The results are now in: The Phase 2 clinical drug trial, sponsored by Transition Therapeutics, was a success! As many of you know, our Down Syndrome Program at Massachusetts General Hospital was one of three sites in the country selected to participate in this landmark study. We are thankful to the six adults with Down syndrome, and their caregivers, who participated at our clinic. Here's a summary of the study, and what this might mean for your son or daughter with Down syndrome in the future.
Q. What is the study drug supposed to do?
A. The study drug—called ELND005—is believed to have two potential benefits for people with Down syndrome: (1) prevent the accumulation of plaques that might contribute to Alzheimer’s disease, and (2) improve working memory and cognitive functioning by regulating myo-inositol levels in the brain.
Q. What type of trial did you do?
A. We just finished what’s known as a Phase 2 clinical trial. The main outcomes at this phase are to ensure that the study drug is both safe and effective. For any new drug to be available by prescription in U.S. drugstores, the FDA must first approve it. Before doing so, the FDA usually requires three phases of clinical trials to be completed with demonstrated success.
Q. What are the details of the study?
A. For this clinical trial, there were 23 adults with Down syndrome who participated in a 4-week treatment period. Of these, 6 adults received a “placebo”—that is, a fake pill that looks like the real medication. The other 17 received the study medication at varying doses. This trial was considered “double blind,” meaning that neither we at MGH nor our study participants knew which group they were in until the end of the study.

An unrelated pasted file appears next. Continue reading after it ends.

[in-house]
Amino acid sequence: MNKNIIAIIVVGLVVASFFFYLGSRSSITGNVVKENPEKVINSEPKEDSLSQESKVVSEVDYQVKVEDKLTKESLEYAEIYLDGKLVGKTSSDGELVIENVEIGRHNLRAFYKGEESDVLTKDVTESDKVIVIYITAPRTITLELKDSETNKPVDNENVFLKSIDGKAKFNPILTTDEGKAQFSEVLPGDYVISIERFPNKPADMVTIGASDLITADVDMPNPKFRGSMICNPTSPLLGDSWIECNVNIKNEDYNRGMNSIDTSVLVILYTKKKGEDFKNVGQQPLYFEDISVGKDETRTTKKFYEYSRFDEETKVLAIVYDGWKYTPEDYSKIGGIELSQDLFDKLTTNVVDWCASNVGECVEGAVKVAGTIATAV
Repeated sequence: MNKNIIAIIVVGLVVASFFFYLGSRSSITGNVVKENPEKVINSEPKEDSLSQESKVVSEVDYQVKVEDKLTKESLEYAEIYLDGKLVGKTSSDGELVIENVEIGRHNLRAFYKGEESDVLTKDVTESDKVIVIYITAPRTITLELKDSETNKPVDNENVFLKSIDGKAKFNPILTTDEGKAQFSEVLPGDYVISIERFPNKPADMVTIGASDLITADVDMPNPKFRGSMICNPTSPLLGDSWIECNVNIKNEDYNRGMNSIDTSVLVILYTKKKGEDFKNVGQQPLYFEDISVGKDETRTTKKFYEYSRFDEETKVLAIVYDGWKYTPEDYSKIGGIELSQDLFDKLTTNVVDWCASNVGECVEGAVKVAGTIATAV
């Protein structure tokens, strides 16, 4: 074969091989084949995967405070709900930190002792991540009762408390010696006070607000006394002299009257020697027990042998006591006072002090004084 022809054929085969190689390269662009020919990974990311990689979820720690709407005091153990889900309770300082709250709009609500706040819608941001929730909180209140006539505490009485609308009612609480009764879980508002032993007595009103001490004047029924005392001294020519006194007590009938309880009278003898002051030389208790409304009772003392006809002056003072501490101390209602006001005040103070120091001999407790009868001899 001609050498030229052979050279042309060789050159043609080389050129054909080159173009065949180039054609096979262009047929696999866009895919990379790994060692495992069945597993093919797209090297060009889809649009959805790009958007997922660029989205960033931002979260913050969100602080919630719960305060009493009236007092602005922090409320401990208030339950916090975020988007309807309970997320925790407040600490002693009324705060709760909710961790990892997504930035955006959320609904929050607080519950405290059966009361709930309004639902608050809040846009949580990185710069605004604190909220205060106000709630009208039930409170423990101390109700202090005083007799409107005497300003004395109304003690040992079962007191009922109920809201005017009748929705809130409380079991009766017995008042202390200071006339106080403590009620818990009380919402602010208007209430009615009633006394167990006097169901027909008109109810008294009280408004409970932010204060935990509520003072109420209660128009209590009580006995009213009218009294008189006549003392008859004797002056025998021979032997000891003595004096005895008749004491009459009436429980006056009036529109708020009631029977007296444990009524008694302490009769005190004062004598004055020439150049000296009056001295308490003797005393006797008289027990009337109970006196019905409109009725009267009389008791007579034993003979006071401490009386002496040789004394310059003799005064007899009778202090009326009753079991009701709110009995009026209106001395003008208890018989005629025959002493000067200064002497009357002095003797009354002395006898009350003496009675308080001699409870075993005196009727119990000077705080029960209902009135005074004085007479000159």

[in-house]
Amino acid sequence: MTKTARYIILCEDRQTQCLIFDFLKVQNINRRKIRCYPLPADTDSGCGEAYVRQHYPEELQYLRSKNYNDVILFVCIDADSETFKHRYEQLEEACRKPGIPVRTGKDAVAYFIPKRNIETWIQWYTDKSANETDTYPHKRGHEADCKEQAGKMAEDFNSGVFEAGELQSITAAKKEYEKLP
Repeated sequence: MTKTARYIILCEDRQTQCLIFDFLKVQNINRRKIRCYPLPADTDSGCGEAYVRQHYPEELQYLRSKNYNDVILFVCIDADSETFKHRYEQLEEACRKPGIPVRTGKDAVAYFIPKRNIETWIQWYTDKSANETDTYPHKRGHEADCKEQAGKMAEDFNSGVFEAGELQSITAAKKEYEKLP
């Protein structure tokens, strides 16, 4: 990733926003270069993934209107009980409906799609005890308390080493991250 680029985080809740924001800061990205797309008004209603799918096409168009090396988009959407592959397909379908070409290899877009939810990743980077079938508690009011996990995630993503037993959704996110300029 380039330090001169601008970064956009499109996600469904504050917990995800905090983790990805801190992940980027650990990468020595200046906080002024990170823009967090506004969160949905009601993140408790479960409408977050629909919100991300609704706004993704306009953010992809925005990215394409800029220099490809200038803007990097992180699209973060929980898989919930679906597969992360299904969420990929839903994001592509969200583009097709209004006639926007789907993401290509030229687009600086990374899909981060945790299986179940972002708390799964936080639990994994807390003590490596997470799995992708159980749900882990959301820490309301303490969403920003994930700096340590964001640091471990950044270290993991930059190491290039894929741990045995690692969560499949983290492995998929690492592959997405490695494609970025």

Q. Were there any serious side effects?
A. We are happy to report that there were no serious adverse events reported by any study participants. Side effects reported by seven participants on the study drug were all deemed mild in nature.
Q. Was it effective?
A. Throughout the course of the study, participants with Down syndrome and their caregivers completed what is known as the “Neuropsychiatric Inventory,” which assesses the severity of 12 symptoms, such irritability and agitation. Participants with Down syndrome who were on the study group were more likely to show improvement in their symptoms when compared to those receiving the placebo.
Q. What about cognition?
A. The number of participants enrolled was too small to draw any meaningful conclusions about the cognitive testing that was performed throughout the study. But, this was not the primary purpose of the study, so the testing will help inform the development of the next steps.
Q. What are the next steps?
A. The next step would have been to test ELND005 in a Phase 3 clinical drug trial. At this time, the company has decided not to pursue this next step.
For more information on all of the research opportunities at our Down Syndrome Program, please visit the Down Syndrome Research Program.
Dr. Brian Skotko